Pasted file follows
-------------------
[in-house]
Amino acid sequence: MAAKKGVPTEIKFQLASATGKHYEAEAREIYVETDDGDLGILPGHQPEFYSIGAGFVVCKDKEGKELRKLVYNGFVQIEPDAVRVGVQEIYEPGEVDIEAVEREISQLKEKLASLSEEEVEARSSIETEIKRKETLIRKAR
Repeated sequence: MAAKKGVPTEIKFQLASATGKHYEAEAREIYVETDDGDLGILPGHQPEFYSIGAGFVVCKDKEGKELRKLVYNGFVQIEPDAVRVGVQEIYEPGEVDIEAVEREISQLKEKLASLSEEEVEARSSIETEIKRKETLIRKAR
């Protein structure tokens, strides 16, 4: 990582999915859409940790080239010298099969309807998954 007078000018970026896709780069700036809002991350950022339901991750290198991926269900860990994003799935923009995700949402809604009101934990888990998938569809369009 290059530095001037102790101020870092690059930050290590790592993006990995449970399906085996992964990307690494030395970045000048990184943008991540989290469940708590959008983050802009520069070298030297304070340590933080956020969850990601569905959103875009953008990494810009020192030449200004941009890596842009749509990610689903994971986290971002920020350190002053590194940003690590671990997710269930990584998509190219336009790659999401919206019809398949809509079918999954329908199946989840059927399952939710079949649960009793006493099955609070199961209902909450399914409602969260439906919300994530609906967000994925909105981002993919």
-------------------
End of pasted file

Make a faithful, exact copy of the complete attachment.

[in-house]
Amino acid sequence: MAAKKGVPTEIKFQLASATGKHYEAEAREIYVETDDGDLGILPGHQPEFYSIGAGFVVCKDKEGKELRKLVYNGFVQIEPDAVRVGVQEIYEPGEVDIEAVEREISQLKEKLASLSEEEVEARSSIETEIKRKETLIRKAR
Repeated sequence: MAAKKGVPTEIKFQLASATGKHYEAEAREIYVETDDGDLGILPGHQPEFYSIGAGFVVCKDKEGKELRKLVYNGFVQIEPDAVRVGVQEIYEPGEVDIEAVEREISQLKEKLASLSEEEVEARSSIETEIKRKETLIRKAR
């Protein structure tokens, strides 16, 4: 990582999915859409940790080239010298099969309807998954 007078000018970026896709780069700036809002991350950022339901991750290198991926269900860990994003799935923009995700949402809604009101934990888990998938569809369009 290059530095001037102790101020870092690059930050290590790592993006990995449970399906085996992964990307690494030395970045000048990184943008991540989290469940708590959008983050802009520069070298030297304070340590933080956020969850990601569905959103875009953008990494810009020192030449200004941009890596842009749509990610689903994971986290971002920020350190002053590194940003690590671990997710269930990584998509190219336009790659999401919206019809398949809509079918999954329908199946989840059927399952939710079949649960009793006493099955609070199961209902909450399914409602969260439906919300994530609906967000994925909105981002993919």